• Allison Rodman

Reflecting through Stillness

I have to admit, reflection has always been a really challenging skill for me. As an individual who is always on the go and focused so much on productivity, it's really hard for me, at times, to slow down and make room for reflection in my day-to-day practice. But it's so important that I want to outline some key elements here of the reflective process as well as the importance of "place" when we think about scheduling, yes, scheduling, our reflection time each day.


So there are three different ways that we might think about the reflective process:


1 - Reflection through Writing

Typically, when someone talks to us about reflection, we automatically default to the idea of journaling. It's what many folks do, and there are so many different types of journaling books out there. Some come with inspirational quotes on the cover and completely blank pages inside, while others have prompts or quotes or sentence starters to get you going when you're not quite sure where to start.


2 - Reflection through Speaking

For individuals like myself who like to talk, you may find that it's easier to open up a single audio recording stream just for yourself or one that you share with a thought partner as a space to download your thoughts. For me, I love using Voxer in my accountability groups and in my thought partnerships as a way to asynchronously share ideas back and forth. And I love the app Braintoss as a way to capture my own personal reflections even when I'm on the go.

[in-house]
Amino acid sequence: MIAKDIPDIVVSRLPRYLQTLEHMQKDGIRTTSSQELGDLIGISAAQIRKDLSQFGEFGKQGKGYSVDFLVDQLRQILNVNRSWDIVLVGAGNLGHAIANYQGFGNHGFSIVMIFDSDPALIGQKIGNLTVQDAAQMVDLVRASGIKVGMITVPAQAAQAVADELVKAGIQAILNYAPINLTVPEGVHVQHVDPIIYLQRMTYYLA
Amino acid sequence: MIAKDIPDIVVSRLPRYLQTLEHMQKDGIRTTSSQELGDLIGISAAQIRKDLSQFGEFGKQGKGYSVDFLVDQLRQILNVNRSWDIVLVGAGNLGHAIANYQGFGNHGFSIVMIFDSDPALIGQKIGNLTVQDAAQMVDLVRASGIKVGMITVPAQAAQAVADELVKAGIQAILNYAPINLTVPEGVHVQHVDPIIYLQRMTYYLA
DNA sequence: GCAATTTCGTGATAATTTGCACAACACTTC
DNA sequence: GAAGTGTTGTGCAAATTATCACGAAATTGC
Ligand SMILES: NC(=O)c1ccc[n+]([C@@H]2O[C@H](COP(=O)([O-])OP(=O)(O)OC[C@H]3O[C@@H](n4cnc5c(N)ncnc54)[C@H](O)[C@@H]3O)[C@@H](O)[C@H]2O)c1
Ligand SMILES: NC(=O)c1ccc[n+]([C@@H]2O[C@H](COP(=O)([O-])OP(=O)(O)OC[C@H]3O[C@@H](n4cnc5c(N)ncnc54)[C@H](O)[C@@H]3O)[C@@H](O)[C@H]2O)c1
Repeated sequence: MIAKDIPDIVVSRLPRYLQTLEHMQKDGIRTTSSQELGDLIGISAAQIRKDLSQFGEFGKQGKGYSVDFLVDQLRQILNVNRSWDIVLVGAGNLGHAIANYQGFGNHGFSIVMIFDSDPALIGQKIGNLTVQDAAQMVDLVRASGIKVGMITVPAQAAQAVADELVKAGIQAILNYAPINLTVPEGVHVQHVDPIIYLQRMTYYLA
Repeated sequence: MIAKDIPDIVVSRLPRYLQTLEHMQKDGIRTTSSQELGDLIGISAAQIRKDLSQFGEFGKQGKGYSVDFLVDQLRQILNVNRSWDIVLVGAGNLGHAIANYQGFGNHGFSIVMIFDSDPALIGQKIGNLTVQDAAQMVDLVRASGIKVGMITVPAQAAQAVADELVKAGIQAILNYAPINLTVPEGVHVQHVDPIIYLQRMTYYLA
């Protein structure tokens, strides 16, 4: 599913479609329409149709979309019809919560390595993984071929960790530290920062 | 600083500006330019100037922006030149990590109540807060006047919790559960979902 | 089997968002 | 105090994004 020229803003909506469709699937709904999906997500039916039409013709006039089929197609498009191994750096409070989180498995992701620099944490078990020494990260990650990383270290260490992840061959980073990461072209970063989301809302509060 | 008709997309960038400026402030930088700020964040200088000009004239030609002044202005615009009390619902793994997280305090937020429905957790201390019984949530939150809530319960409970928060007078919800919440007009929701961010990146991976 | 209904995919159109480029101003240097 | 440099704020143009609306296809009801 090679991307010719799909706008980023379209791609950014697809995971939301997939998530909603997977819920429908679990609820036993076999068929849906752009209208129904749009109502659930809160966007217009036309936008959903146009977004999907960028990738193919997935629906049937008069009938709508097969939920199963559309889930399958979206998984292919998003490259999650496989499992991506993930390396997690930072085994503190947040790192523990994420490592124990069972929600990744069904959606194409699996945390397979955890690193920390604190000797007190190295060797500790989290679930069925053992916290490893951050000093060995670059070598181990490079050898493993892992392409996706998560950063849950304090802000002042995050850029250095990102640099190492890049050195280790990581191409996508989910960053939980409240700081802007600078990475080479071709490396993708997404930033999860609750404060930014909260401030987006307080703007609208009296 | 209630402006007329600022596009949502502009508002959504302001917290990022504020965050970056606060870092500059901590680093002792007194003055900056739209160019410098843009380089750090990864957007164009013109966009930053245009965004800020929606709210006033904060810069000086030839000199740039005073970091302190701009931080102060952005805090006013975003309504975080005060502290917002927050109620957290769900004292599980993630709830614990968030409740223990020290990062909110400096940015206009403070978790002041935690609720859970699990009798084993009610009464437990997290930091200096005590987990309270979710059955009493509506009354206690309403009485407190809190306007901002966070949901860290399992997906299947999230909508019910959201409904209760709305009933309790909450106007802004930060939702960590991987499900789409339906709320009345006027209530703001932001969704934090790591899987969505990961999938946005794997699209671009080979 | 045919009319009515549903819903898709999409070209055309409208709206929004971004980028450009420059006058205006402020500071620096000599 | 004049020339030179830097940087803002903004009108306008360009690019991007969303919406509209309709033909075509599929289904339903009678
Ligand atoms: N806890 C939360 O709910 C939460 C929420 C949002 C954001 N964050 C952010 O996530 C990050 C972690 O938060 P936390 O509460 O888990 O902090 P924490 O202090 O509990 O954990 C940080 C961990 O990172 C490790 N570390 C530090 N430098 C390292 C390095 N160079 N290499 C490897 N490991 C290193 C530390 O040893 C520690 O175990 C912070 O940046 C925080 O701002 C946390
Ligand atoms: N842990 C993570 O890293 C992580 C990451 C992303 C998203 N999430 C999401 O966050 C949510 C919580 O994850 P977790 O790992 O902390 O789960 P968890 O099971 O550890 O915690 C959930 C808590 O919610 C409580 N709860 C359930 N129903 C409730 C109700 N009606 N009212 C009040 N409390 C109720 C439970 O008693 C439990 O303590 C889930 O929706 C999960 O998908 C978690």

3 - Reflection through Breathing

In addition to verbal reflection, I want to ensure that you're not overlooking the power of reflection through breathing, whether it's through meditative practice, mindfulness, or just simply sitting in a quiet space to hear the silence. Those moments, where we breathe and we pause, can bring us some of our most powerful and insightful thoughts as we think about plans for the next steps ahead.


The Importance of "Place"

Finally, when it comes to reflecting through stillness, I don't want you to overlook the importance of "place." Within our lives, we come to establish particular places with certain activities. This is why so many of us have great brainstorms in the shower or on long quiet drives because that place over time has come to be known as one that's uninterrupted, where you have space to pause and to think. Whether you are engaging in written reflection through journaling, verbal reflection through some type of recording or app, or reflection through breathing, make sure that you are attending to the space that you're in so that it's meeting you where you are and also where you want to be.



Reflecting in stillness does not always mean we are silent, but it does call on us to pause. I would love to hear from you on social media about some of the ways you are "reflecting in stillness." Please share with me @thelearningloop so that we can continue growing together.